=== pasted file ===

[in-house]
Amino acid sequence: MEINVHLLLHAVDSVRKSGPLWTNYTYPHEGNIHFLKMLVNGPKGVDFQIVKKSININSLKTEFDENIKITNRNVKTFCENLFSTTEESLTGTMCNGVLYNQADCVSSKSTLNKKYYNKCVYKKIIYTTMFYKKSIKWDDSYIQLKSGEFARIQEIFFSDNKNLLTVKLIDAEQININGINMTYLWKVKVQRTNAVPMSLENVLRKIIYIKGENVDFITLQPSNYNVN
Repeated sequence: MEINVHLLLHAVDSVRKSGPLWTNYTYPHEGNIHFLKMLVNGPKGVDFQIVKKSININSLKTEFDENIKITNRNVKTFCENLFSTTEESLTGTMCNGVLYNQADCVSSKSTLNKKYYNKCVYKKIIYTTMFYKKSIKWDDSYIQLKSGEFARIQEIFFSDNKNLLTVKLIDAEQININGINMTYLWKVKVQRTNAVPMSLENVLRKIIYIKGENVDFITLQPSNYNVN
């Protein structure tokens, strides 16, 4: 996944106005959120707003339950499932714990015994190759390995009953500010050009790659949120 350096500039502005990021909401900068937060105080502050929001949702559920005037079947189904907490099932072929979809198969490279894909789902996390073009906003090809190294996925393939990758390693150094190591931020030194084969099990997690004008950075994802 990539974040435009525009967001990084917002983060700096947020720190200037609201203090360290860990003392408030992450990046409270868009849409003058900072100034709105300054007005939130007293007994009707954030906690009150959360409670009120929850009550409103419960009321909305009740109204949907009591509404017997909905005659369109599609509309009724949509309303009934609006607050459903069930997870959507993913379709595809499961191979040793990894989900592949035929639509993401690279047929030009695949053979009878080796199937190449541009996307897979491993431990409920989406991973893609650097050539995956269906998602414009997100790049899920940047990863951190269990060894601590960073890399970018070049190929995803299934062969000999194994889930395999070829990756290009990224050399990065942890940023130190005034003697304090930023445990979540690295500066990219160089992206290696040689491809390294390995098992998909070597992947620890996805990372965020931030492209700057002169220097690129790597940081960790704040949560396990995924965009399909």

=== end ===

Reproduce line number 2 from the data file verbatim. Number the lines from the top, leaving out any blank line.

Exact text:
Amino acid sequence: MEINVHLLLHAVDSVRKSGPLWTNYTYPHEGNIHFLKMLVNGPKGVDFQIVKKSININSLKTEFDENIKITNRNVKTFCENLFSTTEESLTGTMCNGVLYNQADCVSSKSTLNKKYYNKCVYKKIIYTTMFYKKSIKWDDSYIQLKSGEFARIQEIFFSDNKNLLTVKLIDAEQININGINMTYLWKVKVQRTNAVPMSLENVLRKIIYIKGENVDFITLQPSNYNVN